Two 100,000-year-old skulls unearthed in China are up-ending ideas about human evolution. They appear to be hybrids of humans, neanderthals — and a third mysterious race. the so-called ‘mosaic’ skulls link to mysterious Denisovan humans who went extinct in the last ice age…
he partial skulls, unearthed at the Lingjing excavation site in Xuchang, central China, offer new evidence of the behaviour and distribution of pre and early human populations in Eurasia. The new hominid skulls suggest a ‘hybrid’ human, mixed from humans, neandertals and a third unknown bloodline. And it’s largely unexpected.
They display the large brain capacity, lightly-built cranial vaults and modest bone rides on the brow, similar to early modern humans. Moreover, they display a low and board braincase which rounds on to the inferior skull (underside of the skull), as with Middle Pleistocene early Eurasian humans. Finally, they have semicircular structures in the inner-ears and an arrangement of the rear skull similar to that of Eurasian Neandertals.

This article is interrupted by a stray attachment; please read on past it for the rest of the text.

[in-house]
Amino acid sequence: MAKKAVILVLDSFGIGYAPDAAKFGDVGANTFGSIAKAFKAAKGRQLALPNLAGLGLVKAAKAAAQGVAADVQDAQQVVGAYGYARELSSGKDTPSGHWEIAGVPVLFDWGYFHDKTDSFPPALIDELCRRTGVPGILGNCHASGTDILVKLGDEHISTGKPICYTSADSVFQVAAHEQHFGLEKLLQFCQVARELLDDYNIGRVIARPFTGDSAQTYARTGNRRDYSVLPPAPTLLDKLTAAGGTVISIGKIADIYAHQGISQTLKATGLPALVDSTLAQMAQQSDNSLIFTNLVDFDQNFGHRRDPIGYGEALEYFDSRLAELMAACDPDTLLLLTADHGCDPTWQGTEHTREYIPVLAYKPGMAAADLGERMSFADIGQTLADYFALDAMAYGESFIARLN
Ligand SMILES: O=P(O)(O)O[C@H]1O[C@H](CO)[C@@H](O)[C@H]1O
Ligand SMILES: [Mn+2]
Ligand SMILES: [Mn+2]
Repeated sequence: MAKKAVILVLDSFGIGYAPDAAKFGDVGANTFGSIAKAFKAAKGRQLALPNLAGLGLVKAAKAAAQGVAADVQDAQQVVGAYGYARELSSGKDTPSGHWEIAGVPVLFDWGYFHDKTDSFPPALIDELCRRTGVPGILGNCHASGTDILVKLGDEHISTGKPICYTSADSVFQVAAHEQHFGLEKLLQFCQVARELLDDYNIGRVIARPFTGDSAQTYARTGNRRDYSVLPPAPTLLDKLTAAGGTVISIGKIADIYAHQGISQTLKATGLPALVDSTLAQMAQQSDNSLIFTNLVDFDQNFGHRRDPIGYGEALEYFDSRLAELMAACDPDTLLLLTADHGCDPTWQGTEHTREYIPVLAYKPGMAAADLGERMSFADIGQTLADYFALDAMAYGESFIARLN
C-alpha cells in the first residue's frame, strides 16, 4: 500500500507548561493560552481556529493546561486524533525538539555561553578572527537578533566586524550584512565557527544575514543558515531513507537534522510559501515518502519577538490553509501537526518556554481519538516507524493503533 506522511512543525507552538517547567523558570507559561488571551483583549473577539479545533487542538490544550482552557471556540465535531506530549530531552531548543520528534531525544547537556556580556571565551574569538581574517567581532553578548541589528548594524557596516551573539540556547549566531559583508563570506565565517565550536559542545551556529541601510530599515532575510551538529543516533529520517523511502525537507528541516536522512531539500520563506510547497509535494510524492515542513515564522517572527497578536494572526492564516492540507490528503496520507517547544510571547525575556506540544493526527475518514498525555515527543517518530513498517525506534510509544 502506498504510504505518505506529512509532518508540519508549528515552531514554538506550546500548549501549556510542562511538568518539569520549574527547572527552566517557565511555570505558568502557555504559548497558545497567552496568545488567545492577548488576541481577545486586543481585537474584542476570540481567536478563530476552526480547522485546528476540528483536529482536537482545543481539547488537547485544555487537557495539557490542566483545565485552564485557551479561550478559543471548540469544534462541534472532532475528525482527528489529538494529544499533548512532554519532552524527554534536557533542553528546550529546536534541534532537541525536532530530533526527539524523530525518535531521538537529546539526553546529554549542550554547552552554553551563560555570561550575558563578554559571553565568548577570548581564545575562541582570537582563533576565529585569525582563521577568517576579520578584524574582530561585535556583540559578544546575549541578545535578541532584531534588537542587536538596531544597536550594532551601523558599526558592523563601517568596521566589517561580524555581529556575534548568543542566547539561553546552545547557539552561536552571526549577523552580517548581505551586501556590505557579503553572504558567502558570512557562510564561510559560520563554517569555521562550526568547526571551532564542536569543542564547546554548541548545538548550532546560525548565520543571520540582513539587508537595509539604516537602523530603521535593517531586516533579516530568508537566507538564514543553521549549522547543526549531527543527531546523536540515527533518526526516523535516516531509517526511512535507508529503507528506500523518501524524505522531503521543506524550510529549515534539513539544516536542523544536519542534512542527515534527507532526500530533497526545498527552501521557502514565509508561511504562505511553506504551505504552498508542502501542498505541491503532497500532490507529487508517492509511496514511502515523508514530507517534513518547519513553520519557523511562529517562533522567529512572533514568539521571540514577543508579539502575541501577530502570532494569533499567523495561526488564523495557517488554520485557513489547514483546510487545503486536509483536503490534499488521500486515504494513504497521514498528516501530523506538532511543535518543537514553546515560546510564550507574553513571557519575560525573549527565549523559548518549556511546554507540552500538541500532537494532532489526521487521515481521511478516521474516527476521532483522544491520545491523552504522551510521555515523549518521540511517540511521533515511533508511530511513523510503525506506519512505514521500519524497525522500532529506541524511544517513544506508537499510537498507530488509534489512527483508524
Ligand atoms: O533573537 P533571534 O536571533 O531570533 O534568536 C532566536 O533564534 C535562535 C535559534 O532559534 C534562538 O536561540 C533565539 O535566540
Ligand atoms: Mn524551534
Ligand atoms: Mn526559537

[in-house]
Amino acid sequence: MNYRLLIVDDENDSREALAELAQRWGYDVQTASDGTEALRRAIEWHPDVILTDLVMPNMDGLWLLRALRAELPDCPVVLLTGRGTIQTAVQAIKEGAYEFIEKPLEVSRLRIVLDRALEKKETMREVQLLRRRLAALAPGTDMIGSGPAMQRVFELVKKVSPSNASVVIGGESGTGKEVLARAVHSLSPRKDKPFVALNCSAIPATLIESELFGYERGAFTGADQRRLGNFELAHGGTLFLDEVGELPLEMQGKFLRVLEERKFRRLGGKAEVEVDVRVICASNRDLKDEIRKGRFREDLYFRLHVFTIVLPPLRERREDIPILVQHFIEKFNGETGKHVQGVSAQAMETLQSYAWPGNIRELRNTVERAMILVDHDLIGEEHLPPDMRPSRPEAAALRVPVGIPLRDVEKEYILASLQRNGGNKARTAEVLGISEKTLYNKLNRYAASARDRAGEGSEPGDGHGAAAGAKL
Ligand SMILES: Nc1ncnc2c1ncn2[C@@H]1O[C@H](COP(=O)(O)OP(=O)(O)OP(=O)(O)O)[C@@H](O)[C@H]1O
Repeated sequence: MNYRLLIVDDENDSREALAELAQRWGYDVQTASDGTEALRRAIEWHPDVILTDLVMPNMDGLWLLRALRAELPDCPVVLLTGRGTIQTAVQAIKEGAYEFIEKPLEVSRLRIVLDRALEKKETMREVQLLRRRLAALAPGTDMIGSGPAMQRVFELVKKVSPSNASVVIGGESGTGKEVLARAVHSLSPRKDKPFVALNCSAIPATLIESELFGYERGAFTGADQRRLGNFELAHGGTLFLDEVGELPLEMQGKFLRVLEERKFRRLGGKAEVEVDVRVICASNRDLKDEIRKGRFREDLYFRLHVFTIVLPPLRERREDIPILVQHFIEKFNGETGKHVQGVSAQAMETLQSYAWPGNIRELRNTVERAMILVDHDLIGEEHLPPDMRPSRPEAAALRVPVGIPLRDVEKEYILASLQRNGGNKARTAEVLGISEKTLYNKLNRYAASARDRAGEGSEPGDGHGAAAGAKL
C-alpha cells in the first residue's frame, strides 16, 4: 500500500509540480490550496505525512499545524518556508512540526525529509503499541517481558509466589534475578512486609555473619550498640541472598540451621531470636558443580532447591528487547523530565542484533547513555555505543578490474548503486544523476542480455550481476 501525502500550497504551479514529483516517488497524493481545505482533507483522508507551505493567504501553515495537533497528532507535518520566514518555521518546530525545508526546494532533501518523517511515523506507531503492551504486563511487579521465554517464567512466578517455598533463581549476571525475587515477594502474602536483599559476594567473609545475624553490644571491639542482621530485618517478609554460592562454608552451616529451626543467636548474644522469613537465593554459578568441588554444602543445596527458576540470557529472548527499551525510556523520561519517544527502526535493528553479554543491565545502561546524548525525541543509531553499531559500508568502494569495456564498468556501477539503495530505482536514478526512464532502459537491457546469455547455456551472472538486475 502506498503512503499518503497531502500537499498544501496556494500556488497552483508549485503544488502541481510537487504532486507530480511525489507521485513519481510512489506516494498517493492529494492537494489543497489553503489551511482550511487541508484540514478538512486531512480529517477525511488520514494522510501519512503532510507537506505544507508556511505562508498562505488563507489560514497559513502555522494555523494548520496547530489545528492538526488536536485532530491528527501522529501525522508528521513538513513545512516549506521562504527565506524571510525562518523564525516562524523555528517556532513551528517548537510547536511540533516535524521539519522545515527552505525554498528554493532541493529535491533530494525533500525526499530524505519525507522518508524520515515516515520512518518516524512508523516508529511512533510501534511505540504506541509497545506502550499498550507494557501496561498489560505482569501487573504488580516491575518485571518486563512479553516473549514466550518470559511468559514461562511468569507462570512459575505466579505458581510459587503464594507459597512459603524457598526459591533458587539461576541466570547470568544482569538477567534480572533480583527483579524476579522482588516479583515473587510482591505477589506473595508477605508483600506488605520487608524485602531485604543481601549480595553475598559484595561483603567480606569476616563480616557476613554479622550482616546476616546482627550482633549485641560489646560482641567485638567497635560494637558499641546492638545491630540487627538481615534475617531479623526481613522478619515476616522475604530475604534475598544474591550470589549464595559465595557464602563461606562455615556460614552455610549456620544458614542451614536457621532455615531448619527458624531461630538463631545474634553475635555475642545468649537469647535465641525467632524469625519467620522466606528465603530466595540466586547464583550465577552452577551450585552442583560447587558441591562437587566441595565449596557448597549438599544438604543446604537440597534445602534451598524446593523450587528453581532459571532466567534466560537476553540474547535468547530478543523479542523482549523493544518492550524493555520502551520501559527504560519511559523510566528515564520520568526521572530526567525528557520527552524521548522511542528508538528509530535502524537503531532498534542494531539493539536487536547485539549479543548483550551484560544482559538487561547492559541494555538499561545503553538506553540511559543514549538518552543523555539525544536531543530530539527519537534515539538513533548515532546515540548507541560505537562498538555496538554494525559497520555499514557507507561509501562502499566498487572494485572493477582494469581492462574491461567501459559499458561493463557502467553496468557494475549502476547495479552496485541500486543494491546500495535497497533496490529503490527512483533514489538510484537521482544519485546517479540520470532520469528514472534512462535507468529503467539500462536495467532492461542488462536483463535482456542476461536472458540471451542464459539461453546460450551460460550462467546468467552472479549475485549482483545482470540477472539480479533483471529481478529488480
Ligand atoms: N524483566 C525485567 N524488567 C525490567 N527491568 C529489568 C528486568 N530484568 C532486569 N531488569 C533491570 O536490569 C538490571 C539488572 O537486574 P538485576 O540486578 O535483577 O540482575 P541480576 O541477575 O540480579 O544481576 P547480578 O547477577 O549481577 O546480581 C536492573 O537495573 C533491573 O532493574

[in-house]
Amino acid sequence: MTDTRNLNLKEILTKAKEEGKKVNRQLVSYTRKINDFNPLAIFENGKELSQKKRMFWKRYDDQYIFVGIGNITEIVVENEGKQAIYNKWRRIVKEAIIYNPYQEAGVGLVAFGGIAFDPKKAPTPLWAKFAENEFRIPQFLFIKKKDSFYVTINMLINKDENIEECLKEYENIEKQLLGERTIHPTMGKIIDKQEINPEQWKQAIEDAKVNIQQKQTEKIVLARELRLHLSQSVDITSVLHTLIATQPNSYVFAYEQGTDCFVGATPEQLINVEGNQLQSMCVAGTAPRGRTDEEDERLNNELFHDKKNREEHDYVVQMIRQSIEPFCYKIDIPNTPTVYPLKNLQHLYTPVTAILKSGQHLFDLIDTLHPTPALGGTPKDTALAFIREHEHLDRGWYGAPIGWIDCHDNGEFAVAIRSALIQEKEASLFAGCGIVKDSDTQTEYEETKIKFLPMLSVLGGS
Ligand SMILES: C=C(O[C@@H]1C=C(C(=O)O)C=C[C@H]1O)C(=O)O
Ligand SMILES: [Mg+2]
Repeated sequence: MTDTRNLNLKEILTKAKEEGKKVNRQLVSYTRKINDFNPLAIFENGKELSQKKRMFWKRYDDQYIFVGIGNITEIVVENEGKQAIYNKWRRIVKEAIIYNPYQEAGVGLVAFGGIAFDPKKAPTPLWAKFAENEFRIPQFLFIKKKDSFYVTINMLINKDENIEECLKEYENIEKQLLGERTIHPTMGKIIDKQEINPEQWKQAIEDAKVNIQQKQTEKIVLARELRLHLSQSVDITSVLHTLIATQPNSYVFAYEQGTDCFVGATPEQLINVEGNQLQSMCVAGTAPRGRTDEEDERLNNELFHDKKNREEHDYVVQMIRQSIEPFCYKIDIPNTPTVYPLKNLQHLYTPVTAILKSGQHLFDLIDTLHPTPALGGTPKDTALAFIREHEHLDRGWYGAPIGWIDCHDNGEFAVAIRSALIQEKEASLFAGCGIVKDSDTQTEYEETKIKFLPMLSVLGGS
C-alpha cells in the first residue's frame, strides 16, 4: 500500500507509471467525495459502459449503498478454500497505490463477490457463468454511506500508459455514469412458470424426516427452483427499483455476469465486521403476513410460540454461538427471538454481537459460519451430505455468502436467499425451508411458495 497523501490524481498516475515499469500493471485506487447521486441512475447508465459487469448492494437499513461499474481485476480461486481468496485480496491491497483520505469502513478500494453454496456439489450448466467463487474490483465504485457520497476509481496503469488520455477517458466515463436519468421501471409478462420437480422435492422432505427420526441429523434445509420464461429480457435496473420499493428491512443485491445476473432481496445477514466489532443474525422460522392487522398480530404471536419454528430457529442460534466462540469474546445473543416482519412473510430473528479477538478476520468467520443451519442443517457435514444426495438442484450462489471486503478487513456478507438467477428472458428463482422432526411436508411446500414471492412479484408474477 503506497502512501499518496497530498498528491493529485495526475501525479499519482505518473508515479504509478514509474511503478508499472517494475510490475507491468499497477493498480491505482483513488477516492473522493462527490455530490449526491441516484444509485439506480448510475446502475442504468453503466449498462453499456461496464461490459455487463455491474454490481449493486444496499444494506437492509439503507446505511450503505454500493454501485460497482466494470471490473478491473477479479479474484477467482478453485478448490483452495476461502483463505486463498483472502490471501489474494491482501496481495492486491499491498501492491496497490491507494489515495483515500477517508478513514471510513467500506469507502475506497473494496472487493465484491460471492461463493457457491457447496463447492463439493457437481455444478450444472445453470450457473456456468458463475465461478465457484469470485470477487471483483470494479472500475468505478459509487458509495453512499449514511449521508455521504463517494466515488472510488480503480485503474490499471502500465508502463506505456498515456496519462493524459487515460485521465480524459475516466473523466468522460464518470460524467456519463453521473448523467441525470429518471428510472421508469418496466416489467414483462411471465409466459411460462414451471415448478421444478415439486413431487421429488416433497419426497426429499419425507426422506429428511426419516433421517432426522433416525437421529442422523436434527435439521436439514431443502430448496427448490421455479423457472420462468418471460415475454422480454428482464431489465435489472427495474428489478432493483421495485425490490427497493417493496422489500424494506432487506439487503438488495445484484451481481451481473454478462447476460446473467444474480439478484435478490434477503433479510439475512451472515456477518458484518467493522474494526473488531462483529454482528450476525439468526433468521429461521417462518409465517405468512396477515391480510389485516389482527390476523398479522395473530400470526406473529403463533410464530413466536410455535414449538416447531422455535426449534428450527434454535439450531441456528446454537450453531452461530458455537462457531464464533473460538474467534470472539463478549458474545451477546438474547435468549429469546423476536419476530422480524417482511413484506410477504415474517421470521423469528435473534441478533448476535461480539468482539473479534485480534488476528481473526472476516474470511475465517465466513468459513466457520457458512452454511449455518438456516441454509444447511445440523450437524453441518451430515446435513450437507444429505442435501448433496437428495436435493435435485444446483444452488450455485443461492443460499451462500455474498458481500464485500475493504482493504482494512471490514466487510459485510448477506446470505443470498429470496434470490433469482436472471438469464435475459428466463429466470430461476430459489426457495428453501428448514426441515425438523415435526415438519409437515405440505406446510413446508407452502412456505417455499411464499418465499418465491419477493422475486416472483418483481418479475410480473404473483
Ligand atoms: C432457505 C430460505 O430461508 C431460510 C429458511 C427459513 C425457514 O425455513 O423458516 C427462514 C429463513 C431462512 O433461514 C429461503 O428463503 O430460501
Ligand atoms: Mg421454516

Put together, these three separate and distinct traits suggest an intermixing of existing human ancestors.
“I don’t like to think of these fossils as those of hybrids. Hybridisation implies that all of these groups were separate and discrete, only occasionally interacting. What these fossils show is that these groups were basically not separate. The idea that there were separate lineages in different parts of the world is increasingly contradicted by the evidence we are unearthing.”
But are these two new skulls our first good look at a Denisovan?
Whatever their origin, the new skulls paint a much more confused picture than the traditionally accepted one of separate populations living largely independent of each other. It all adds up to a growing rethink of the whole ‘out of Africa’ theory.